There is nothing revolutionary about Robin Hood

Monday, September 19th, 2022

How long has it been since you’ve thought about Robin Hood?, Alexander Palacio asks:

He’s not around as much as he used to be; an odd absence for him and the venerable set of characters and stories that orbit him. Robin and his Merry Men seem underrepresented in modern media. The few big Robin Hood films made recently have flopped. And where is he on television, in video games, in the cultural consciousness? The great outlaw has vanished into the depths of Sherwood, while Nottingham’s forces are at their strongest.


The disappearance of Robin Hood can be stated simply. In the last few decades, writers keep making one or two mistakes when writing Robin Hood. First, they take a grim, gritty, realistic approach to the tone of the story and characters. Second, they interpret Robin’s outlaw status to make him transgressive in a way that is opposed to the medieval social order itself. These approaches are not compatible with Robin Hood as he exists in his archetypal form. They violate the valid expectations people have for a Robin Hood story.

In fact, they directly contradict two fundamental elements of Robin Hood. First, Robin Hood is a lighthearted hero whose personal reward for his actions is having fun. Second, Robin Hood is a defender of the traditional medieval social order against a transgressive nobility. The first point should be obvious. Robin Hood leads the Merry Men.


The second point needs a bit more explanation. It’s not the social order itself that Robin Hood opposes, but the burden of men who abuse their high station. Thus, Robin’s allegiances with Friar Tuck, the good man of the Church, and with whichever good king the story uses (often Richard Lionheart). In the symbolic, associative world of writing, Robin’s ties to Church and Crown simply do not bear interpretation as a revolution against the social order itself. It is the abuse or absence of the social order he fights, not its use or presence.

It’s important to note that in these tales, it’s the common people who support the medieval social order and the nobility and their lackeys who distort it.


These seemingly-trivial new approaches to Robin Hood are critical writing errors. They contradict some of the most foundational elements of a Robin Hood story. When you make your Robin Hood story dour and grim, you obviate the role he has in combating the sorrow that comes from the failure of the nobility to meet its obligations to the people. That’s why Robin always engaged in fun, in contests, in jokes at the expense of the overly earnest. The humour is essential to depict and understand the setting and social dynamics of the story.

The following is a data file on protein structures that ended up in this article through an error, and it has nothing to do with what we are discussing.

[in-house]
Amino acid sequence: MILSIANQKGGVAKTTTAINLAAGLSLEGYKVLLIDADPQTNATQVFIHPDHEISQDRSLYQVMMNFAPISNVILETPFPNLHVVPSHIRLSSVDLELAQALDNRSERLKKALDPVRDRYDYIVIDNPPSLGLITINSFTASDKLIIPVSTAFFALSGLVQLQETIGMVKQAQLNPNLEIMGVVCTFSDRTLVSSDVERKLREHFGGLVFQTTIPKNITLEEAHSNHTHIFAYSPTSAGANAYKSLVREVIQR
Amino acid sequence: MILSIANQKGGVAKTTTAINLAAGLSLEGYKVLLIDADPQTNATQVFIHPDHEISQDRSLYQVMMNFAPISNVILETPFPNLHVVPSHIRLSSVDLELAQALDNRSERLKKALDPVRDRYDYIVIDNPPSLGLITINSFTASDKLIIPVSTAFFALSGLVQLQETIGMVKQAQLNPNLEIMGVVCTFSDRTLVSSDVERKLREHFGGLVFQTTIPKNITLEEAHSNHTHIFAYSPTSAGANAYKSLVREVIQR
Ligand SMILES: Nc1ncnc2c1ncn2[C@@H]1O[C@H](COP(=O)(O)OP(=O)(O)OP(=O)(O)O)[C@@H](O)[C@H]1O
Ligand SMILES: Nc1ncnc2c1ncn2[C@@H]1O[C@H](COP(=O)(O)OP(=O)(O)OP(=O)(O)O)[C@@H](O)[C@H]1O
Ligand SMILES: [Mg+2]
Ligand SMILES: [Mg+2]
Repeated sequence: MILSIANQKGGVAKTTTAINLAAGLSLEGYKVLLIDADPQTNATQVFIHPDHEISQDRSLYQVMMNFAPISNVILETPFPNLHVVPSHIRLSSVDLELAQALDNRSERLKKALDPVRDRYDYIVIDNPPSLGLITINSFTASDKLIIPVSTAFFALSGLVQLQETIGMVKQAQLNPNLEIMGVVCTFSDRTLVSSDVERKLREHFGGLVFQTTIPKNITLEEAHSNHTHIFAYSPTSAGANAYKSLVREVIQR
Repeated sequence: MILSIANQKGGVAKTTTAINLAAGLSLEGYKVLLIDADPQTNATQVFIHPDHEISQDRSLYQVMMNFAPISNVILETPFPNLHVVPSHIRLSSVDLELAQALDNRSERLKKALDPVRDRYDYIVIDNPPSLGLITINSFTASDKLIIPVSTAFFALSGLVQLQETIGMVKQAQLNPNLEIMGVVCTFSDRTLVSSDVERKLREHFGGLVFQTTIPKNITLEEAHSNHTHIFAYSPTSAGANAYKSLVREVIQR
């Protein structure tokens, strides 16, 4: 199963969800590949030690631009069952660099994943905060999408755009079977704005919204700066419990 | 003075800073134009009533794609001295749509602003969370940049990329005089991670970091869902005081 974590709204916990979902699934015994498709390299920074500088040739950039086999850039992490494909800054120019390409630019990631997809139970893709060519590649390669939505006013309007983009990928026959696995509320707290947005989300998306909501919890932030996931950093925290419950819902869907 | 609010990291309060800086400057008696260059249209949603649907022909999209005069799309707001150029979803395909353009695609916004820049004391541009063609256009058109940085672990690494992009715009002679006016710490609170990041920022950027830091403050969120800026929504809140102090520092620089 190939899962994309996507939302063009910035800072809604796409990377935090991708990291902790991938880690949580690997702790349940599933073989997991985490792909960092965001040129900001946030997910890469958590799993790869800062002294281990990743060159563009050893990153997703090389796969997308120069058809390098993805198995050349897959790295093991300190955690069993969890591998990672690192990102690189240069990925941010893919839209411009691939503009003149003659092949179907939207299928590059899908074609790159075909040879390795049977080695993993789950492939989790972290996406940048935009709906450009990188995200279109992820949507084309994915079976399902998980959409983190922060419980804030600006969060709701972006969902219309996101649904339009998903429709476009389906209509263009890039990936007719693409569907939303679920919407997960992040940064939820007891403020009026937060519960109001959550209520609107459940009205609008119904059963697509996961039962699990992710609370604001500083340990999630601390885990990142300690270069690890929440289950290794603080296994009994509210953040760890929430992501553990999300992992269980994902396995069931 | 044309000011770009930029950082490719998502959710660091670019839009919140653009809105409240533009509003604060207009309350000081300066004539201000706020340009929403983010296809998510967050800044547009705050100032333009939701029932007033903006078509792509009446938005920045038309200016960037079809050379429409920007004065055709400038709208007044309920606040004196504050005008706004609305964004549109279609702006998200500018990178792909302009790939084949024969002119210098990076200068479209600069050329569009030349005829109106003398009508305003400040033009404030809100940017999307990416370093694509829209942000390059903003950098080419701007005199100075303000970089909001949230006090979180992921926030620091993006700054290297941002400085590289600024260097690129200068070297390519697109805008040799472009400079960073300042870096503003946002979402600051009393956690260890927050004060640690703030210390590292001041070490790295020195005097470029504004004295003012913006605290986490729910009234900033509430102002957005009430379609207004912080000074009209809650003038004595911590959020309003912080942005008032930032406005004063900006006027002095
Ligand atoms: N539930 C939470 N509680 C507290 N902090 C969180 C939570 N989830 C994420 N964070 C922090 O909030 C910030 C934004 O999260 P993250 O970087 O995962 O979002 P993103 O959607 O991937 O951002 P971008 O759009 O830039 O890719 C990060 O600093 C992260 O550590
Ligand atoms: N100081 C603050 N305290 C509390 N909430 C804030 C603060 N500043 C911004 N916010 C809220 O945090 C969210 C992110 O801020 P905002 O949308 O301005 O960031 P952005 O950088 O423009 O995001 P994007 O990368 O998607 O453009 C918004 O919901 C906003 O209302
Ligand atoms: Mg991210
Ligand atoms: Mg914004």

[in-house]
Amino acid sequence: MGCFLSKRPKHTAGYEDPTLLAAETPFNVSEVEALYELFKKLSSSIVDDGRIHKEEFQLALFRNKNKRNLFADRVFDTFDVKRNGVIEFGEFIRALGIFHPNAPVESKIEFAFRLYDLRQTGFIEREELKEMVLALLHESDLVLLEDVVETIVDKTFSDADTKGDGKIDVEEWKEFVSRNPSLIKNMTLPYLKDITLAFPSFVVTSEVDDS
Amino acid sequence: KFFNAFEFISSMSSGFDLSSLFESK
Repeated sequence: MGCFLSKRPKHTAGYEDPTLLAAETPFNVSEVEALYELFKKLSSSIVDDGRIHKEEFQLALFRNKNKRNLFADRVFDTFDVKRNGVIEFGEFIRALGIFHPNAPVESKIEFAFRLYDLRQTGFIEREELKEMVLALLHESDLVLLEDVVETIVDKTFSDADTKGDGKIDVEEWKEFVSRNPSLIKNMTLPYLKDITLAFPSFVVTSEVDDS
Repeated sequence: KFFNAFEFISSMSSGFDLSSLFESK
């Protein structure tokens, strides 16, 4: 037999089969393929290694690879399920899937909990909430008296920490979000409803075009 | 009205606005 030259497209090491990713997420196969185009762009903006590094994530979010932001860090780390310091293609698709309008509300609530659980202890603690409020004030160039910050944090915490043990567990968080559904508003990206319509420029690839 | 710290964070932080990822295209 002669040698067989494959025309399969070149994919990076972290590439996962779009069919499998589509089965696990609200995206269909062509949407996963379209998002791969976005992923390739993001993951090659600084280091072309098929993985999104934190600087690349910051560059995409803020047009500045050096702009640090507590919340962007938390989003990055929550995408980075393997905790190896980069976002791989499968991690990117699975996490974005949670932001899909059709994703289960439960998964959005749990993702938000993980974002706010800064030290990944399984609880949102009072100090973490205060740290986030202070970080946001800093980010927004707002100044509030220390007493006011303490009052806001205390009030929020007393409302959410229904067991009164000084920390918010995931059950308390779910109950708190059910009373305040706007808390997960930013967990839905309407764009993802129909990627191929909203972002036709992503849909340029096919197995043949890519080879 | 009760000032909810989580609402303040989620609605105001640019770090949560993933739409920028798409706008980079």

When you oppose Robin Hood to the social order itself, you turn him into a mere revolutionary, instead of a defender. Which makes little sense, given his association with the twin bastions of the old order, the Church and the Crown. There is nothing revolutionary about Robin Hood — he is among the most reactionary characters going. But because Chesterton’s point about nobility and novelty is little understood, ideologues perform sleight of hand to reinterpret him as a Marxist class hero. You are left with a story that not only doesn’t make internal sense, but also doesn’t meet expectations for a story about Robin Hood. Nothing about it sings, so the movie flops and nobody reads the book.


  1. Bruce says:

    This is a good argument, and certainly the Men in Tights side of the story is attractive. But Robin Hood was close to Ivanhoe, an oppressed Saxon Noble fighting the Norman Yoke. Not revolutionary, exactly, but Loyal Opposition to the social order.

  2. Goober says:

    I’m kind of struggling to figure out why we’re even having this conversation. Robin Hood was, if anything, a loyalist who was fighting the usurpation of the English throne.

    He was loyal to (insert whichever king, but usually Richard the Lionhearted) and was fighting against forces looking to usurp the throne from him while he was away (usually on crusade, but the stories vary).

    In any case, he was far from a revolutionary. He was more akin to the Tories during the American Revolution than the American Revolutionists, themselves; fighting to maintain the rule of the king in the face of a movement to unseat him and take over.

    I’ve never actually heard anyone try to frame him as a revolutionary, which is where my confusion in the first sentence springs from. I’ve seen him presented as a sort of Marxist hero, sure, due to the whole “steal from the rich, give to the poor” thing, but even that wasn’t in an attempt to overturn the social order of the time, but rather to punish those who were disloyal to the King, and garner popular support among the peasantry for his efforts.

  3. Jim says:

    Perhaps Johnny Depp’s first three Pirates of the Caribbean may supply the appropriate vibe.

Leave a Reply